- Follow Directions
Is your child able to respond to directions? If not, you might want to postpone your plans of teaching your child to ride a balance bike.
Children are expected to learn to follow simple directions at the age of two. They might be able to understand two- or three-step directions at that age. For instance: “Sam, please get your helmet then wear it.”
Reality check: Don’t expect very young children to follow your instructions to the T. In most cases, they’ll respond to your requests only half of the time.
- Physical Strength
Even if your child doesn’t need to pedal yet, he still has to push a balance bike forward with his tiptoes. And that requires sufficient muscle strength and reflex.
Suggestion: If your child is still young (three years old or younger), check if he has the leg muscle strength to propel a balance bike forward while you hold it up.
- Hand-Eye Coordination
Children younger than four years old might not have a fully developed hand-eye coordination yet. Balance and coordination usually start to develop between ages four and eight. And these skills will continue to develop through the years with practice.
Suggestion: Playing catch with your child is a good way to develop good hand-eye coordination.
Finding the Right Size
When buying a bike, you need to determine if:
- You can adjust the seat height as your child grows.
- There’s a right distance between the seat and handlebar.
- Your child is able to stand over the bike and walk while standing over it.
The problem with balance bikes is they don’t have uniform sizes. And unlike regular bikes, you can’t use the size of their wheels to determine if they’re a good fit for your child’s height. For instance, a balance bike with 12-inch wheels could be appropriate for a two-year-old or a 4-year-old.
So, if not the wheel size, what should you check to buy the right size for your child?
The answer: seat height.
Determining the right seat height for your child starts with getting his or her inseam measurement. If you don’t know how to do it, read the instructions below.
Materials you’ll need:
- Thin, hardbound book
- Measuring tape
- Make sure your child has his or her shoes on.
- Have your child stand a few inches from a wall, with feet slightly apart.
- Place the hardbound book between your child’s legs.
- Slowly raise the book up until its spine hits his or her crotch.
- Put a small mark with your pencil on the wall.
Now that you have the inseam measurement, you’re now ready to determine the correct seat height. A balance bike should have a minimum seat height of 0.5-inch to 1-inch less than your child’s inseam, while the maximum seat height should be at least 2 inches above his or her inseam.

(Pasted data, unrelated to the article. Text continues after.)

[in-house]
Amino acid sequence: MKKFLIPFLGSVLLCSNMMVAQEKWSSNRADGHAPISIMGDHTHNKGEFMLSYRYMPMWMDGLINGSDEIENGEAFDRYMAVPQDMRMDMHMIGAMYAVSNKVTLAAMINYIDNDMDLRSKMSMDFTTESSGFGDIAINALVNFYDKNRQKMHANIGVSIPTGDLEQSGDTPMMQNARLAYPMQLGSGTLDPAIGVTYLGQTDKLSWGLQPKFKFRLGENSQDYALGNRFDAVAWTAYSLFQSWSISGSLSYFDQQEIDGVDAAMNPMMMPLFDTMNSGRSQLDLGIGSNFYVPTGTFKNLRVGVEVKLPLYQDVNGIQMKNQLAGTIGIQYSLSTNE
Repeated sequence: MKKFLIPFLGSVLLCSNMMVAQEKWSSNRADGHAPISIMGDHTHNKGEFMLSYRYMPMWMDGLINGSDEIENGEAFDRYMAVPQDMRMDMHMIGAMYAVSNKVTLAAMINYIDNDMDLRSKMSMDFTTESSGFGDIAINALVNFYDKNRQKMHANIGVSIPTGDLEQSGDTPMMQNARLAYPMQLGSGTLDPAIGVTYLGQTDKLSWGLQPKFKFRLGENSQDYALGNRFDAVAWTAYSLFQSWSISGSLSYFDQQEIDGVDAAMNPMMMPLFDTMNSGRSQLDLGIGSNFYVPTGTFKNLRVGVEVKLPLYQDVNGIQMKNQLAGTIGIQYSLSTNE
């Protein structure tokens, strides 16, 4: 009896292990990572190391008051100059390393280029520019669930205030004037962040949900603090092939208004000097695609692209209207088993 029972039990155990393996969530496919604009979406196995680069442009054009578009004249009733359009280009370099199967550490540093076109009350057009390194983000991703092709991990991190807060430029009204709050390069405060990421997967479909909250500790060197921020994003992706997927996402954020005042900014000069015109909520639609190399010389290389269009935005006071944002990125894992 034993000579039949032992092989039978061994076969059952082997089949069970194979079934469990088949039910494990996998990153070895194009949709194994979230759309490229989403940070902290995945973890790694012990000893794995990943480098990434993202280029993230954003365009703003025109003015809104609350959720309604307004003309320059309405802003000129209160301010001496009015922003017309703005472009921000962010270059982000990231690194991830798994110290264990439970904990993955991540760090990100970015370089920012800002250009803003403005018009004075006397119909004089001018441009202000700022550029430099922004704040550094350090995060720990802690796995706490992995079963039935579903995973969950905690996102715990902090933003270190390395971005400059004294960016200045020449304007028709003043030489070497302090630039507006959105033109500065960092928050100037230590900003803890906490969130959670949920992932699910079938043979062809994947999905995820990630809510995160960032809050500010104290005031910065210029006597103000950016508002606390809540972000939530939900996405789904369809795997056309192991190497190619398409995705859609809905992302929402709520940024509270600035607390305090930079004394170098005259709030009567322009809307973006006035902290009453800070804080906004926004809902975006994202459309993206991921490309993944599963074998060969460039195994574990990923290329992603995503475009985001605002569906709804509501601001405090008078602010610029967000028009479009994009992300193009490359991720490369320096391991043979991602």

- Inseam: 14 inches
- Minimum seat height: 13.5 inches
- Maximum seat height: 16 inches
- Inseam: 15.5 inches
- Minimum seat height: 15 inches
- Maximum seat height: 17 inches
Bike and Rider Weight
To narrow down your list further, consider the weight of your child and the bike you plan to buy. A heavy bike will make it difficult for your child to maneuver and travel far because it’s going to drain all his or her energy.
As much as possible, choose the lightest balance bike possible for your child’s height and weight. Two of the major contributing factors to a balance bike’s overall weight are the frame and wheels.
There are different suggestions for calculating the correct weight for a bike. One of these suggestions is to choose a balance bike that doesn’t weigh three times more than your child’s weight. So, if your 4-year-old is 40 pounds, then a balance bike should have a maximum weight of approximately 13 pounds.
You could also multiply your child’s weight by 30% to get the maximum bike weight in pounds. If your child weighs 27 pounds, multiply it by 0.3. So, a balance bike that’s right for your child shouldn’t weigh more than 8.1 pounds.
Air Tires Versus Foam Tires
We think it’s pretty obvious why tires are an important part of any bike. They’re the only things that come between your child and the road, so choosing the right one will make a big difference on how much speed and traction your child will have while riding.
Balance bikes use two types of tires: air tires and foam tires. You’ll typically find foam tires in budget balance bikes, while air tires are common in more expensive models.
The advantages of foam tires:
- They’re cheap. That’s why they’re so common in low-end balance bikes.
- They’re made of solid foam, so it’s virtually impossible for them to go flat.
- They’re more suitable for riding on paved surfaces.
- They’re lighter than rubber tires.
- They wear much better, so they’ll typically last longer than rubber tires.
Who will benefit the most from foam tires?
- Those who are mostly riding on smooth and hard surfaces
- Those who don’t want to spend a lot of time and money on maintenance
The advantages of air tires:
- They have more knobs on the tread, so your child can go off-road a bit.
- They provide more traction and shock absorption.